BY Dan Fox in What Does Mark Wallinger’s Victory of the Turner Prize 2007 Tell Us About British Contemporary Art | 06 DEC 07

What Does Mark Wallinger’s Victory of the Turner Prize 2007 Tell Us About British Contemporary Art

Twelve years on from Hirst’s vitrines, Wallinger’s work holds more cultural currency

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BY Dan Fox in What Does Mark Wallinger’s Victory of the Turner Prize 2007 Tell Us About British Contemporary Art | 06 DEC 07

Mark Wallinger, Sleeper, 2005, performance documentation. Courtesy: the artist
 As has been widely reported across the UK press, the Tate awarded its annual £25,000 Turner Prize at a ceremony in Liverpool on Monday. From a shortlist of four artists – Zarina Bhimji, Nathan Coley, Mike Nelson and Mark Wallinger – the jury selected Wallinger as the 23rd recipient of the prize, awarded for the best exhibition by a British or UK-based artist in the 12 months preceding the May nominations. Wallinger was nominated on the basis of State Britain (2007), shown at Tate Britain earlier this year – a painstakingly fabricated replica of peace campaigner Brian Haw’s wall of banners and placards which stood outside the Houses of Parliament, London in protest against the Iraq War – yet he will undoubtedly be remembered in the British popular imagination as ‘the one dressed in a bear suit’, a reference to the work exhibited in the Turner Prize show at Tate Liverpool entitled Sleeper (2005); a video depicting Wallinger roaming the deserted Neue Nationalgalerie in Berlin at night in full bear costume. As with fellow nominee Mike Nelson, this year was the second time Wallinger had been shortlisted. It’s interesting to note that he was first put forward in 1995; the year Damien Hirst took the award for his iconic ‘spot’ paintings and vitrine sculpture Mother and Child Divided (1993). The mood of British culture was significantly different that year to the way it is in 2007: 1995 was the year Tony Blair’s New Labour was in the ascendant and a stultified, scandal-wracked Conservative party were on the way out; the year Britpop blared from radios, rock stars drank champagne at 10 Downing Street and the glossy magazines were full of glamorous Young British Artists behaving badly at the vanguard of Cool Britannia. Twelve years on, and New Labour warhorse Gordon Brown is now Prime Minister, leading his bruised and battered party through the fallout of the Iraq War and other overseas adventures. The country frets about climate change, possible recession, ‘the war on terror’ and racial and religious prejudice. Lily Allen and Amy Winehouse now fill the airwaves, yet seem less avatars of good time sunny pop and soul than the soundtrack to a nation gritting teeth and hoping for the best. Damien and Tracey – still held in much of the UK mainstream media as being representative of all contemporary art – seem like survivors of another era. In light of such change, it could be argued that Wallinger’s work has much more cultural currency in this decade than Hirst’s. What does awarding the Turner Prize for such an explicitly political piece of work as State Britain say about what we want from contemporary art in the UK today?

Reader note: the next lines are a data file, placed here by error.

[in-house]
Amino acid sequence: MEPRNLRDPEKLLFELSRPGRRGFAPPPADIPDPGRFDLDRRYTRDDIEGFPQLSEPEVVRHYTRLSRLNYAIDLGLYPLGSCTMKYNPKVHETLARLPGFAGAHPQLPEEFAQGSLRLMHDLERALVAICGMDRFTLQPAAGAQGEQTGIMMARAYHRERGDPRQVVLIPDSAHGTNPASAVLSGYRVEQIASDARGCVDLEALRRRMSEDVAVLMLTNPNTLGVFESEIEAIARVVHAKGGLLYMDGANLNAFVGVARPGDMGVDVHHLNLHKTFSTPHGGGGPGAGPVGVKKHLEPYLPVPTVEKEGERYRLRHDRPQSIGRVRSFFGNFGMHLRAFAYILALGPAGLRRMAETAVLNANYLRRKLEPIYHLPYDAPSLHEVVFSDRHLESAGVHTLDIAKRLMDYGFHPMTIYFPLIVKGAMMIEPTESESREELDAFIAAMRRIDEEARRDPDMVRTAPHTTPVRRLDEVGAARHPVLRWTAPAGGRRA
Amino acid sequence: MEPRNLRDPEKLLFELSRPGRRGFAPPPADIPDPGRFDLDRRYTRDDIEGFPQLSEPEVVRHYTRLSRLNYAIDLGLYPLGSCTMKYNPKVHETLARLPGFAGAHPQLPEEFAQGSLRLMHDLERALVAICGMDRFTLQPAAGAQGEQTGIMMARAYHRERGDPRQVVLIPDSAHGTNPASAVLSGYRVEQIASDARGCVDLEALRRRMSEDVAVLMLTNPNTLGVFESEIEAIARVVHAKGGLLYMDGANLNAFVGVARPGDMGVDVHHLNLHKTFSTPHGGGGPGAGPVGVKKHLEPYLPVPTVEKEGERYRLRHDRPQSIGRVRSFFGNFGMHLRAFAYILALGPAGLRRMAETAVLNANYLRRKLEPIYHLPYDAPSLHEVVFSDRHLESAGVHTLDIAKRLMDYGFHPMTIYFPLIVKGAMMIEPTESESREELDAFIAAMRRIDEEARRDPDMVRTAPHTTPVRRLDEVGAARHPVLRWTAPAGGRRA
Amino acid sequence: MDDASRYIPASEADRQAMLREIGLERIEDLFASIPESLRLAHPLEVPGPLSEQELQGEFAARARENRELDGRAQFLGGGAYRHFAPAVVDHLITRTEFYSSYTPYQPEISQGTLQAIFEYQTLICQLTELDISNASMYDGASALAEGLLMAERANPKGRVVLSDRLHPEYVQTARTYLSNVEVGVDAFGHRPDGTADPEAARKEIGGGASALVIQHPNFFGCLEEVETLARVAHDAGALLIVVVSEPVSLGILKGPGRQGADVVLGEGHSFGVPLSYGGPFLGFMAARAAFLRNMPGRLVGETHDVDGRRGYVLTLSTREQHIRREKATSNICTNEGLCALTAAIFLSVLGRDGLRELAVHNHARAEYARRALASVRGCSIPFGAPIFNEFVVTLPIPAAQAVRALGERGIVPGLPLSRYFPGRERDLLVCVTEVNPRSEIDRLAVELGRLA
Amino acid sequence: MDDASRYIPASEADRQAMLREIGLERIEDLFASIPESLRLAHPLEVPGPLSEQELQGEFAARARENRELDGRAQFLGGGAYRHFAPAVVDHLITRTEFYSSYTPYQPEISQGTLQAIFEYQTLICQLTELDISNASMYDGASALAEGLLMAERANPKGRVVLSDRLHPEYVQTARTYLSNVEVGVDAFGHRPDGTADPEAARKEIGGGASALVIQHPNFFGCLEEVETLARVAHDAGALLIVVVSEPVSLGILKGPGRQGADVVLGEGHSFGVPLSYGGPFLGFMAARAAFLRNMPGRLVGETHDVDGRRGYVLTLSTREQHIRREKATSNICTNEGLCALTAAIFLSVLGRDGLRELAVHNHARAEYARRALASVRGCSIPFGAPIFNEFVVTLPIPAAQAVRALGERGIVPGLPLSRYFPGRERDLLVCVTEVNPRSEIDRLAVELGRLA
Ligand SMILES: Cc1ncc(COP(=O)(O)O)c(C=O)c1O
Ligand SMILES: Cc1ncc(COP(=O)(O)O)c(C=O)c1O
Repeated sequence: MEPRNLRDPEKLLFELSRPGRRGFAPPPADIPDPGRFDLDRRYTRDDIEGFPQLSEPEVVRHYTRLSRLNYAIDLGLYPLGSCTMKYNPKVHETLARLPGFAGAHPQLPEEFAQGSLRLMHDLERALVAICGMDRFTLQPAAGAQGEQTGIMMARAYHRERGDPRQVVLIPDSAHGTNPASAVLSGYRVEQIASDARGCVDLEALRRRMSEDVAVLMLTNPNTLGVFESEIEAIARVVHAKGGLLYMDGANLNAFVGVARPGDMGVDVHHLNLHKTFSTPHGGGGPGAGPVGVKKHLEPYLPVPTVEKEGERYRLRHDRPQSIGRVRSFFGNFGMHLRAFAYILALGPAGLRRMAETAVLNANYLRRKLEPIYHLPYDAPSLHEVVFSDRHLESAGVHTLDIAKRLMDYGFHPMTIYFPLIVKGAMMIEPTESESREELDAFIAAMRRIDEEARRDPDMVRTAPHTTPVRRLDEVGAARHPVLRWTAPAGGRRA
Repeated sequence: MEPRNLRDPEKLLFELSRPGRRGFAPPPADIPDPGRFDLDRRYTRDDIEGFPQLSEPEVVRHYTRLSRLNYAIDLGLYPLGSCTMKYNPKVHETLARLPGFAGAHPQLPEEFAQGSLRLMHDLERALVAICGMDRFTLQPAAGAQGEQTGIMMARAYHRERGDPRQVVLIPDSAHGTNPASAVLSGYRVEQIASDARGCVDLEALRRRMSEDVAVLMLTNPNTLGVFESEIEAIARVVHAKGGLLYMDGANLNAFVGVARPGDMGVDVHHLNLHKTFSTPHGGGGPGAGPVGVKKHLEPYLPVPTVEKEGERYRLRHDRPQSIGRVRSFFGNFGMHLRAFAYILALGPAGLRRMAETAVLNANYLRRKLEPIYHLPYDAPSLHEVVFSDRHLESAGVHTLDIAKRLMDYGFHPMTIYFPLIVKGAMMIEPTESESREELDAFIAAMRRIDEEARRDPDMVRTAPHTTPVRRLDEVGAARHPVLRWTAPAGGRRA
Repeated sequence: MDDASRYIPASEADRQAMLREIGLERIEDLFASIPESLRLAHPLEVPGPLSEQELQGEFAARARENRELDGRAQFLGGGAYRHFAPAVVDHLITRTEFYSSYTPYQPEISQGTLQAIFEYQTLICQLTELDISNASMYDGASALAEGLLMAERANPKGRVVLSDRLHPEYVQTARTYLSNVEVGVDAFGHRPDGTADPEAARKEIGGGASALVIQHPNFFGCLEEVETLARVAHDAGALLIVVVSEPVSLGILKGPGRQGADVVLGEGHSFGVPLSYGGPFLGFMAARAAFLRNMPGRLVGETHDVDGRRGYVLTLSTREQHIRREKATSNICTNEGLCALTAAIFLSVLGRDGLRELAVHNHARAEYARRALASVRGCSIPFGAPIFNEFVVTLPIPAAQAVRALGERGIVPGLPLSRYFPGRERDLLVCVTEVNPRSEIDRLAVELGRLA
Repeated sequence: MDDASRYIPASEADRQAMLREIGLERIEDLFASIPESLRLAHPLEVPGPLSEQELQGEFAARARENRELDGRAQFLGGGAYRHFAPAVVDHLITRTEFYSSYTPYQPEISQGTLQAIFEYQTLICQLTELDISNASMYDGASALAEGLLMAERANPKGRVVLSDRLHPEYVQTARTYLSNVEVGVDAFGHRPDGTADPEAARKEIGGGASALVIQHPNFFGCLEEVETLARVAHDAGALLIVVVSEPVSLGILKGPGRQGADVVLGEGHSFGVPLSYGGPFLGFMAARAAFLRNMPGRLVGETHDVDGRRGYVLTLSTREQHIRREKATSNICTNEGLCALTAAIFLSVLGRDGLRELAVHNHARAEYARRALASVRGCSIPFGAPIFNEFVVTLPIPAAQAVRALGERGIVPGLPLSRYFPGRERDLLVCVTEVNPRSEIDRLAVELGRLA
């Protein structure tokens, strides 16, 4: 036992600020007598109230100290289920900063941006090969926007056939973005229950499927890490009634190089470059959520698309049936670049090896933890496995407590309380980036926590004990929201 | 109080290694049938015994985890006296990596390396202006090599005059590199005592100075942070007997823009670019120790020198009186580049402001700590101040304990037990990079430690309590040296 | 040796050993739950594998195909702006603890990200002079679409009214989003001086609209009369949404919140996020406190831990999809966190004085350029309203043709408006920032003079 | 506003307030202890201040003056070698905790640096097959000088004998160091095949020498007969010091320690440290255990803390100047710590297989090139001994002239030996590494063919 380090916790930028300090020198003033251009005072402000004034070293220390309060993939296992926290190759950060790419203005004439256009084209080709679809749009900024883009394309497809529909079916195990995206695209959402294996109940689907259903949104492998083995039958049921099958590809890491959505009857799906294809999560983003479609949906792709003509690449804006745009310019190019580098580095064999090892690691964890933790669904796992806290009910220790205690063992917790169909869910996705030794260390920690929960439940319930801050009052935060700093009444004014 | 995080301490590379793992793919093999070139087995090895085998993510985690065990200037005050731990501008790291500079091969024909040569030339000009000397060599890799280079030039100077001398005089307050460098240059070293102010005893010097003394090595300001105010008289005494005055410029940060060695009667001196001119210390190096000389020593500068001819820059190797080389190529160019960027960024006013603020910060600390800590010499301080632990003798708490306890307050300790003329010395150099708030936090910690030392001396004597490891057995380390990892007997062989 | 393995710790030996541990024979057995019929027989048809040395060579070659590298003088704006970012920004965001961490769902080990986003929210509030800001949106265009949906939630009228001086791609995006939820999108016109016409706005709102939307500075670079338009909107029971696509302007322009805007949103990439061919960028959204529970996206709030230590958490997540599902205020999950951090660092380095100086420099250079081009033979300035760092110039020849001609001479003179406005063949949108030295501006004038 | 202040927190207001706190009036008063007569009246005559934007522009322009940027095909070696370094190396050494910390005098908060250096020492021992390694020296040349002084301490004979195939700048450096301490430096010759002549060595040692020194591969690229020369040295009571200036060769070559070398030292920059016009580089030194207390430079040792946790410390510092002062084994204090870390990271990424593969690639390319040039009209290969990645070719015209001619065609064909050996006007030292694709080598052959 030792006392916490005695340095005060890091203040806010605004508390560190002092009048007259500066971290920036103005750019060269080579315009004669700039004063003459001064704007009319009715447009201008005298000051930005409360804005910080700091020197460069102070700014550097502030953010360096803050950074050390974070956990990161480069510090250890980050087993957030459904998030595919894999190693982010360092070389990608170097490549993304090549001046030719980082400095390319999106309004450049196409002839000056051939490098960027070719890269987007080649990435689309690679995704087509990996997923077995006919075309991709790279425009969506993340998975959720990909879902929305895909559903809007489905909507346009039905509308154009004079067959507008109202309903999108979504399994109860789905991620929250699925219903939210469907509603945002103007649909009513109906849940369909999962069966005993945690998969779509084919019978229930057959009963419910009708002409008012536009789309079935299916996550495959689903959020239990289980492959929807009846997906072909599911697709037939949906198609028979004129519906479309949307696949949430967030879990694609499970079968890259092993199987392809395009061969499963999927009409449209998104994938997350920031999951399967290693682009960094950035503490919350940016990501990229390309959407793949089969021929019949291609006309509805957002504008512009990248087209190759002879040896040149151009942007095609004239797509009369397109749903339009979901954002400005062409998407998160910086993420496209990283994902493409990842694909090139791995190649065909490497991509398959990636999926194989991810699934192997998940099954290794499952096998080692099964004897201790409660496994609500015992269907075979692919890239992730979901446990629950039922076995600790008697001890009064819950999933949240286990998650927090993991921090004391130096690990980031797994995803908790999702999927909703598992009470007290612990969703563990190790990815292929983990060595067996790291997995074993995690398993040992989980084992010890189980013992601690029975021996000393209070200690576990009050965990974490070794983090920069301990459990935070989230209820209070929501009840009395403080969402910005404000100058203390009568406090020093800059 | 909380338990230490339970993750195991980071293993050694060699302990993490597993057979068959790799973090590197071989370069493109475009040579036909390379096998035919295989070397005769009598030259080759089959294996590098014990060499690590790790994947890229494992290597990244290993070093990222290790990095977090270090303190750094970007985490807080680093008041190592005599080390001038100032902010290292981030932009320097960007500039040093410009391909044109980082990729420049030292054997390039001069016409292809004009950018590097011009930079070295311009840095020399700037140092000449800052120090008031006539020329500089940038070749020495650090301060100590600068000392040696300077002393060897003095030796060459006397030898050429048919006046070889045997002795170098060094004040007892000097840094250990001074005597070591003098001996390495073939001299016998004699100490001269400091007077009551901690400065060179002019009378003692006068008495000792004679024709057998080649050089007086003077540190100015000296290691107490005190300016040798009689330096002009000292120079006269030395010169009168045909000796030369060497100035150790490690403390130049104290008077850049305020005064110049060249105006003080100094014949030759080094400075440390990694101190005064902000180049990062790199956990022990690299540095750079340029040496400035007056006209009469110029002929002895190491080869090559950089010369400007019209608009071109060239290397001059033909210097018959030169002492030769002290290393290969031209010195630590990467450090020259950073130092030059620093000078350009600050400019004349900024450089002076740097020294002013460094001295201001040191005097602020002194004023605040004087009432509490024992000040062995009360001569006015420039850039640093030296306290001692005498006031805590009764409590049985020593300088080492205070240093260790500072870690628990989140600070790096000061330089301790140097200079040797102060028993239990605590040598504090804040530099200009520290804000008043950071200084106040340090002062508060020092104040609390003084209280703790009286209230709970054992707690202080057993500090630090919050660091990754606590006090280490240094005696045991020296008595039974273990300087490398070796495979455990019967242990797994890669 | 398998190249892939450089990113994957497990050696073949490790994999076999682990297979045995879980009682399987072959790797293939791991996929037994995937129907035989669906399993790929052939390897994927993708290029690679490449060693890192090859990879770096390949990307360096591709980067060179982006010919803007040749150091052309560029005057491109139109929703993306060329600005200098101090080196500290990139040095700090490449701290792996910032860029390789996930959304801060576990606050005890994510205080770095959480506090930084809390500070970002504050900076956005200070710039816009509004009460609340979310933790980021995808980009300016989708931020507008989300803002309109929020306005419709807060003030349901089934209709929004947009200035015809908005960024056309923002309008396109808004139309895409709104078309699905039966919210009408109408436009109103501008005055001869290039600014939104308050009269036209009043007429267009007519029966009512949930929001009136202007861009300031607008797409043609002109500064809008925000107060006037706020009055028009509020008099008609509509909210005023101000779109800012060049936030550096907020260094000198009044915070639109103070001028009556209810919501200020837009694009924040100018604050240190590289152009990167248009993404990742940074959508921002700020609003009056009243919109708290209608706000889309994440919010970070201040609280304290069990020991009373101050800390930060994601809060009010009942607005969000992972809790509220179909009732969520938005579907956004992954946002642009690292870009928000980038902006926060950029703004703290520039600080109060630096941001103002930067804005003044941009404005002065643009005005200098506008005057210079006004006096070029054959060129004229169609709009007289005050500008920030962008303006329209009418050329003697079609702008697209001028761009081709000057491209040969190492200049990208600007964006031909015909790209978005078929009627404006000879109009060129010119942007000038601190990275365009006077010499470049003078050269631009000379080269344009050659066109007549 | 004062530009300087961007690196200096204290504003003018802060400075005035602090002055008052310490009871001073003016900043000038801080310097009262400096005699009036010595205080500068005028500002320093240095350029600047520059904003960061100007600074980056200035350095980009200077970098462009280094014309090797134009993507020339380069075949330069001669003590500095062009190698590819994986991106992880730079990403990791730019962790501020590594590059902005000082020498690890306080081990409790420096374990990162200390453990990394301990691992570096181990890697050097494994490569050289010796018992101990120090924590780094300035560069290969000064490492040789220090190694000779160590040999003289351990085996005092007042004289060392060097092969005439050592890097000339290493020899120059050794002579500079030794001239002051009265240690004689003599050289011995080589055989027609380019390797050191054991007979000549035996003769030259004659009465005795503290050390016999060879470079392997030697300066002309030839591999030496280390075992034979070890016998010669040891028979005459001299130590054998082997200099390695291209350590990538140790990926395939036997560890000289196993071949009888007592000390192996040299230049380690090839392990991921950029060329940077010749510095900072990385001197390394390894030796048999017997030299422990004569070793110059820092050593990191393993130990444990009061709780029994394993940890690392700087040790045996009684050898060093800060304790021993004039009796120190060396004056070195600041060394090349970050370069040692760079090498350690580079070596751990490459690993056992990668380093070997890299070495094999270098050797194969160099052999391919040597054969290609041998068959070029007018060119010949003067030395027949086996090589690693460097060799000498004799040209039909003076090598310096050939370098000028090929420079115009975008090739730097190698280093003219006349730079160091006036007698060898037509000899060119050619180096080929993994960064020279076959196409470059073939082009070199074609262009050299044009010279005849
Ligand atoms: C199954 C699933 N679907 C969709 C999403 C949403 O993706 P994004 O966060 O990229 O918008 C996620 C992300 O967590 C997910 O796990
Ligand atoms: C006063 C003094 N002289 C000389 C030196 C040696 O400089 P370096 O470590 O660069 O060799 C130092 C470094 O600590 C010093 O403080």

Dan Fox is a writer who lives in New York, USA. His latest book is Limbo (2018).

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